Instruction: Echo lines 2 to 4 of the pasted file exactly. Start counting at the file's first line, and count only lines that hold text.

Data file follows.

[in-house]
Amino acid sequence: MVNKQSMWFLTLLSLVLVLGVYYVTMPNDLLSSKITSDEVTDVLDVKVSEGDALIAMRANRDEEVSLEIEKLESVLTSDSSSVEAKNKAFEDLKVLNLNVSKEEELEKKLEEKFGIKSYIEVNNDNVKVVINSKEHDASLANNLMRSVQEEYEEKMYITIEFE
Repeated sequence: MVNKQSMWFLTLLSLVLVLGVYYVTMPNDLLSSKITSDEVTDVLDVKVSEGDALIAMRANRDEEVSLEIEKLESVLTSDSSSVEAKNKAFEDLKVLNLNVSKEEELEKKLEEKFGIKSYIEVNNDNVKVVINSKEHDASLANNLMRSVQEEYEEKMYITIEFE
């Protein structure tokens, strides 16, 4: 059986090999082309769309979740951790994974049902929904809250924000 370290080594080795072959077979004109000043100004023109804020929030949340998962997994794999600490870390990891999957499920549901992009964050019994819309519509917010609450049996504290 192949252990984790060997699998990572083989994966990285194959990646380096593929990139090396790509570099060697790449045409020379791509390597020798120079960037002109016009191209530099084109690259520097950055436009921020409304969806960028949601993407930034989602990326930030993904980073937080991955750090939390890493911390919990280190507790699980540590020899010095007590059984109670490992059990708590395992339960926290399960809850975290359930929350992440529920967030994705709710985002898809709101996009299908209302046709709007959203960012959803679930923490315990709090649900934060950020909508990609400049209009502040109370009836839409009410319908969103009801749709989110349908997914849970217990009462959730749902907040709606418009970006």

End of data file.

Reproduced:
Amino acid sequence: MVNKQSMWFLTLLSLVLVLGVYYVTMPNDLLSSKITSDEVTDVLDVKVSEGDALIAMRANRDEEVSLEIEKLESVLTSDSSSVEAKNKAFEDLKVLNLNVSKEEELEKKLEEKFGIKSYIEVNNDNVKVVINSKEHDASLANNLMRSVQEEYEEKMYITIEFE
Repeated sequence: MVNKQSMWFLTLLSLVLVLGVYYVTMPNDLLSSKITSDEVTDVLDVKVSEGDALIAMRANRDEEVSLEIEKLESVLTSDSSSVEAKNKAFEDLKVLNLNVSKEEELEKKLEEKFGIKSYIEVNNDNVKVVINSKEHDASLANNLMRSVQEEYEEKMYITIEFE
């Protein structure tokens, strides 16, 4: 059986090999082309769309979740951790994974049902929904809250924000 370290080594080795072959077979004109000043100004023109804020929030949340998962997994794999600490870390990891999957499920549901992009964050019994819309519509917010609450049996504290 192949252990984790060997699998990572083989994966990285194959990646380096593929990139090396790509570099060697790449045409020379791509390597020798120079960037002109016009191209530099084109690259520097950055436009921020409304969806960028949601993407930034989602990326930030993904980073937080991955750090939390890493911390919990280190507790699980540590020899010095007590059984109670490992059990708590395992339960926290399960809850975290359930929350992440529920967030994705709710985002898809709101996009299908209302046709709007959203960012959803679930923490315990709090649900934060950020909508990609400049209009502040109370009836839409009410319908969103009801749709989110349908997914849970217990009462959730749902907040709606418009970006």